Construction covers the processes involved in delivering buildings, civil as well as steel infrastructure and industrial facilities, and associated activities through to the end of their life. It typically starts with planning, financing, and design, and continues until the asset is built and ready for use; construction also covers repairs and maintenance work, any works to expand, extend and improve the asset, and its eventual demolition, dismantling or decommissioning.

In general, there are three sectors of construction:buildings, infrastructure and industrial. Infrastructure, also called heavy civil or heavy engineering, includes large public works, dams, bridges, highways, railways, water or wastewater and utility distribution. Industrial construction includes offshore construction (mainly of energy installations), mining and quarrying, refineries, chemical processing, power generation, mills and manufacturing plants which includes structural elements also. Structural Engineering in construction is a sub-discipline of Civil Engineering in which structural engineers are trained to design the ‘bones and muscles’ that create the form and shape of man-made structures. Structural engineers need to understand and calculate the stability, strength and rigidity and earthquake of built structures for buildings and non building structures.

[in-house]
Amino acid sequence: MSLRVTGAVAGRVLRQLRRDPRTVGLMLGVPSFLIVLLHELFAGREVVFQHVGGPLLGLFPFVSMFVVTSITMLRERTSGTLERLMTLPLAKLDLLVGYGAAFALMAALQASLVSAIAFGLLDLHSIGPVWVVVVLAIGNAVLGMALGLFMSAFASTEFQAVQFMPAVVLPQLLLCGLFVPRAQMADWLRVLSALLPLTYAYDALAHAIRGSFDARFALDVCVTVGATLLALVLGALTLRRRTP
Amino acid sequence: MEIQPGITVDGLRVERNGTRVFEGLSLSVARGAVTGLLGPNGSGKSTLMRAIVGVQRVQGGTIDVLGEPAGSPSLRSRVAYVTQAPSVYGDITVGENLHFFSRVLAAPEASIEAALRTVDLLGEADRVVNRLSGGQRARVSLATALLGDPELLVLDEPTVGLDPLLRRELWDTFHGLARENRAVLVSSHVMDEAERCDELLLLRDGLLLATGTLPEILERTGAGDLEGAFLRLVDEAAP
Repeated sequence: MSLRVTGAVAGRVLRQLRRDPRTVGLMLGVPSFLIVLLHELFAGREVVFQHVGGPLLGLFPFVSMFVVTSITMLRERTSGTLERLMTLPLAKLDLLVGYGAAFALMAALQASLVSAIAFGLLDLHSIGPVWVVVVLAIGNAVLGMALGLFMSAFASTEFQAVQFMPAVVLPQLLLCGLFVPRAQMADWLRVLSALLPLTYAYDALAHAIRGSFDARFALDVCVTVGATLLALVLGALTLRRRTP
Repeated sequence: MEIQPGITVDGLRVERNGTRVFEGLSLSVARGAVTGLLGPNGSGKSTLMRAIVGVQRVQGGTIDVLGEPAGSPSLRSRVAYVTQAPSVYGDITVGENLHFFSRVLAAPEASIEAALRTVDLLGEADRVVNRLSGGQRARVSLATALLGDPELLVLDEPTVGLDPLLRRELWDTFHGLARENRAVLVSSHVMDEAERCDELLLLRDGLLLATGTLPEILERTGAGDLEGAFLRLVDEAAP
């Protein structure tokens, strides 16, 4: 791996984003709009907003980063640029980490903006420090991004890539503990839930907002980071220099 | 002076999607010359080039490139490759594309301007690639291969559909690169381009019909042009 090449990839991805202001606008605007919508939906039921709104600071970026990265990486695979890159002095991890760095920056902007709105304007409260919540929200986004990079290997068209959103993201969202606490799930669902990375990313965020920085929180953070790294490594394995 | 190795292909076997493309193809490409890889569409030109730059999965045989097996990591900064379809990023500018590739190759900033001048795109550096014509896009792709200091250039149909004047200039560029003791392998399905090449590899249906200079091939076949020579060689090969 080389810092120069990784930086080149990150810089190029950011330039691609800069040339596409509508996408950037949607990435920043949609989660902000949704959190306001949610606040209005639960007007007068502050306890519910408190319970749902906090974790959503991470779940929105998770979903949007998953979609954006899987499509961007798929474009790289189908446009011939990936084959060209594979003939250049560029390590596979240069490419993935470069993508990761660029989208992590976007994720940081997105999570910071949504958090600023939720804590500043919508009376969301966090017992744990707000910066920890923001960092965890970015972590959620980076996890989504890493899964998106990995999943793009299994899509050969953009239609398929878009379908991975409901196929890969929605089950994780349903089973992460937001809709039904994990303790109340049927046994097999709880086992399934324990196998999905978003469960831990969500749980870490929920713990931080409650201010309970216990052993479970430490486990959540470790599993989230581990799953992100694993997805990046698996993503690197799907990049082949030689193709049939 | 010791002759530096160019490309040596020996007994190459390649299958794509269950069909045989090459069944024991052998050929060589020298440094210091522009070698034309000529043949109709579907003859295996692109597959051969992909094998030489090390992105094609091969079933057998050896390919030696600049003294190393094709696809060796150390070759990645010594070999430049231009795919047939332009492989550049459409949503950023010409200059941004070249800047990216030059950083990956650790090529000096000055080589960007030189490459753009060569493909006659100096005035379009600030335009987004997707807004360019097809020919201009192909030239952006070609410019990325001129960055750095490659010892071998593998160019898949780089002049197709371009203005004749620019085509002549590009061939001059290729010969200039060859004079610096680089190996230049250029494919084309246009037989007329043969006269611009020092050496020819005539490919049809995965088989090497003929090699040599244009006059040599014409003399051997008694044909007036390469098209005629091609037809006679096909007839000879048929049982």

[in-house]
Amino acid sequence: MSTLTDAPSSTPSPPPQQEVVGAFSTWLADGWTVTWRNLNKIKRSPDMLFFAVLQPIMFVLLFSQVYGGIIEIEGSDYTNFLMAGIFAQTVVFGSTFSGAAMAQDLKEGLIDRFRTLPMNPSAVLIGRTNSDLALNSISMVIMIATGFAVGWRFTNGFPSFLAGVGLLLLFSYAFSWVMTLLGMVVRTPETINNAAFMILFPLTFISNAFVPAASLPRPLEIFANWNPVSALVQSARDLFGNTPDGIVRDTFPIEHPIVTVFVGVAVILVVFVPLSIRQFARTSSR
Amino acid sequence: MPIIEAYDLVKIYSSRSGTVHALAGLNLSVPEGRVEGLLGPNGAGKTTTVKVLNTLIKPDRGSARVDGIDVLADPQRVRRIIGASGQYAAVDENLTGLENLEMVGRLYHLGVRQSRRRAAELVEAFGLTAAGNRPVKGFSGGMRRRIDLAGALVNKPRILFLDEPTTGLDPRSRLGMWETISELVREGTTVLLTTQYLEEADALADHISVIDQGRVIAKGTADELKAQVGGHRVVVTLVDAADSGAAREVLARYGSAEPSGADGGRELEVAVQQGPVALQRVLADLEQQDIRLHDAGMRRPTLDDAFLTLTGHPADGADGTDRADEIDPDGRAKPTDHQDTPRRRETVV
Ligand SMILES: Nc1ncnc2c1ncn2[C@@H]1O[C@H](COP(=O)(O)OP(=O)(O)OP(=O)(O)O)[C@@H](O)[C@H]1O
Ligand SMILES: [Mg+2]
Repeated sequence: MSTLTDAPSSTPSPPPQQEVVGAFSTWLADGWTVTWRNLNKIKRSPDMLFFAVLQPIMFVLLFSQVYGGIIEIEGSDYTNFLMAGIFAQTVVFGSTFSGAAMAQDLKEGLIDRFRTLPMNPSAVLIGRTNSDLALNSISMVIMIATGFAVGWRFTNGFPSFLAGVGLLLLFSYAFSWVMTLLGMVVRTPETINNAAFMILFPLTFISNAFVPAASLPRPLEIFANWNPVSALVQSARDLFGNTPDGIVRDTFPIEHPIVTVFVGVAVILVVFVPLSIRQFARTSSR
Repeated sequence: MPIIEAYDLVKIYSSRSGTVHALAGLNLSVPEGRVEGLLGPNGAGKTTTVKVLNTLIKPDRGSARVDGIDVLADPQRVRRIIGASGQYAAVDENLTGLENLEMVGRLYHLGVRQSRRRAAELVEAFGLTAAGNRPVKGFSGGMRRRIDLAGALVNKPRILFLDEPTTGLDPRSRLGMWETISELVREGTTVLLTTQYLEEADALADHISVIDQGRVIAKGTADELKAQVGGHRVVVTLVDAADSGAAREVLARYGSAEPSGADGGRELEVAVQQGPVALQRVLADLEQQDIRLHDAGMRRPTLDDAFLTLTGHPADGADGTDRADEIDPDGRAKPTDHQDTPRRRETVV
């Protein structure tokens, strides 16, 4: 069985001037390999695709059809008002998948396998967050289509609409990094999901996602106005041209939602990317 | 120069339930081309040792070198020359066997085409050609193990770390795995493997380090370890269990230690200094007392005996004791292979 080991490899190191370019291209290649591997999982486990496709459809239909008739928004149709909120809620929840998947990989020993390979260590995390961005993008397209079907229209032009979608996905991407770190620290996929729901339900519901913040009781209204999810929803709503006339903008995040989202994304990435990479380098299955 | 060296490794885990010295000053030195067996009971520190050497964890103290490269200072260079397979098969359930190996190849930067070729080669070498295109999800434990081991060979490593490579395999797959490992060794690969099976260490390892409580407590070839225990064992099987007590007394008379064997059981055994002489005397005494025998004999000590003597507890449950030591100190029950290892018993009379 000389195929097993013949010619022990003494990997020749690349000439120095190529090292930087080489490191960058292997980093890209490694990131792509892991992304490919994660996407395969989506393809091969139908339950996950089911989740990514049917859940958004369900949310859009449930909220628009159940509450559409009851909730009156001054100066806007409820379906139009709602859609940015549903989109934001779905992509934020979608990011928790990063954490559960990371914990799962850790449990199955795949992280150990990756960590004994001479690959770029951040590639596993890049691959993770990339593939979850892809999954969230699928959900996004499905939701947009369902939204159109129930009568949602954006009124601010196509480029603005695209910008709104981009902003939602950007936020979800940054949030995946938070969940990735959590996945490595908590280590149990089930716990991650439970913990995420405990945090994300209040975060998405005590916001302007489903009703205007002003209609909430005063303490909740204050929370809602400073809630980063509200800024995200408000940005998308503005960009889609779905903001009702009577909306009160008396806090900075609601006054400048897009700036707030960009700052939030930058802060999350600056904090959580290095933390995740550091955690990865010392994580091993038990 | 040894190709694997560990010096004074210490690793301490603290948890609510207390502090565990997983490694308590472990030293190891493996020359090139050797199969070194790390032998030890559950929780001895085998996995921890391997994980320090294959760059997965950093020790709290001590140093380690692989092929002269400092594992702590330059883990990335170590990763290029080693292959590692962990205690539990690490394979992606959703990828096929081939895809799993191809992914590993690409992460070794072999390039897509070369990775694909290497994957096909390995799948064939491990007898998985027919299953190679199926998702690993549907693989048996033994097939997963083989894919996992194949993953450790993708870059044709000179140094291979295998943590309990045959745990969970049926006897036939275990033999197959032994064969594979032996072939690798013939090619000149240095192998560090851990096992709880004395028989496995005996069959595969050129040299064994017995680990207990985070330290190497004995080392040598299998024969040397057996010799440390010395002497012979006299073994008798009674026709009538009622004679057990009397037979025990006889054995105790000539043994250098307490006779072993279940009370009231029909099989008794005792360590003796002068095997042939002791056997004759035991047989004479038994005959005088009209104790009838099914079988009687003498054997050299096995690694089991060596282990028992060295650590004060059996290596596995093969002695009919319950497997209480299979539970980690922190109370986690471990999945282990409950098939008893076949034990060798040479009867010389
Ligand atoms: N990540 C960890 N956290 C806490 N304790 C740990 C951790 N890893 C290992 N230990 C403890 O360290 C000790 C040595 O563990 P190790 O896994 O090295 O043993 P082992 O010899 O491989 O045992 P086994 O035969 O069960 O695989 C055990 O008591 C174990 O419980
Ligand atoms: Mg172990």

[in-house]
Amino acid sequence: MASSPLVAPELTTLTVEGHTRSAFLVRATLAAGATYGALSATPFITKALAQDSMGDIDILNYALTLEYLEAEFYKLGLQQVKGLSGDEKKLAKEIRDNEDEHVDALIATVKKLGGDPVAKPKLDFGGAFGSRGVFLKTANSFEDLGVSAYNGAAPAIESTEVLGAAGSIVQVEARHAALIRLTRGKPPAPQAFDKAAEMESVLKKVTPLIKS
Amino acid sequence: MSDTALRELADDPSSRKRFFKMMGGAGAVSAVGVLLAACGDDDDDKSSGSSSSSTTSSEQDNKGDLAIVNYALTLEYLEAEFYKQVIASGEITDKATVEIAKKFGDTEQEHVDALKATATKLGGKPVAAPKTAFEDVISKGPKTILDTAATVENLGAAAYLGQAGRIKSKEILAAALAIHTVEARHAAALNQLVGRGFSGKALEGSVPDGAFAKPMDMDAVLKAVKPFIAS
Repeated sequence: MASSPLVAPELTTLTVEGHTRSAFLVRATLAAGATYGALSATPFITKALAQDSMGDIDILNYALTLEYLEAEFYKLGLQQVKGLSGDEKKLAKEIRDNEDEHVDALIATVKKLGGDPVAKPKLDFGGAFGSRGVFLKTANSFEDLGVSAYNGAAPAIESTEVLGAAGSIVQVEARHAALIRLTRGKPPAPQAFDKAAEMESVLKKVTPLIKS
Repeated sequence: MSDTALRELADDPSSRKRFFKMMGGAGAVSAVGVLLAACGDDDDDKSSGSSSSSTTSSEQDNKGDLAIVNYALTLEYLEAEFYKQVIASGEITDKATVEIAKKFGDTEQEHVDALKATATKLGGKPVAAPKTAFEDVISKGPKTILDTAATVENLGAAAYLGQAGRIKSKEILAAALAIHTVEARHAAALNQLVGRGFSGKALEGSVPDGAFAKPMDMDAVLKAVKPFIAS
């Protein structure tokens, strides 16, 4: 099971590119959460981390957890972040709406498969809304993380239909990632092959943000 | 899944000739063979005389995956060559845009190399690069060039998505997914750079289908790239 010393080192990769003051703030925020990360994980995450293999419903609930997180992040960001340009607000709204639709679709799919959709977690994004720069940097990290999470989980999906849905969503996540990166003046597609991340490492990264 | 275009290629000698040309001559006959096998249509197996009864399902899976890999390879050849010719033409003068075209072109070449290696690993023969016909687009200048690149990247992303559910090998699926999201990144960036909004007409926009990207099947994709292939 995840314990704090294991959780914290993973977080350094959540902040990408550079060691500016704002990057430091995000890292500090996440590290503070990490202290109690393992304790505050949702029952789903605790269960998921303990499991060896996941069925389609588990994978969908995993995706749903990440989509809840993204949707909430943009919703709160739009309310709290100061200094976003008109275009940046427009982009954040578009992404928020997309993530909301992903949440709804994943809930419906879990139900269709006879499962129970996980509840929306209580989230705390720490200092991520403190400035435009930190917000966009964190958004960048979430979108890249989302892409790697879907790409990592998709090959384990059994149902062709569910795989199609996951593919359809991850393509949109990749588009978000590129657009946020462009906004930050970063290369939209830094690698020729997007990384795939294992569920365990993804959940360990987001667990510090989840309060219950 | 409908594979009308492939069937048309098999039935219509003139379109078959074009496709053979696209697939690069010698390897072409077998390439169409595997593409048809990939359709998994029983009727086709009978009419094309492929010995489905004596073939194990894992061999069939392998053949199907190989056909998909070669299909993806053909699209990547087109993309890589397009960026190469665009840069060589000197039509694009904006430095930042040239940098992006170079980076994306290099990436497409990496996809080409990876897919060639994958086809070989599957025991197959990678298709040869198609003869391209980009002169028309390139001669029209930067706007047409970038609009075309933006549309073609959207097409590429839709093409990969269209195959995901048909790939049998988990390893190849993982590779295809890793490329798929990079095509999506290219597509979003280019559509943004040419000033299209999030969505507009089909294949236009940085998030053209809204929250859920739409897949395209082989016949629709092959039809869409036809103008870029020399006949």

The structural designs are integrated with those of other designers such as architects and building services engineer and often supervise the construction of projects by contractors on site.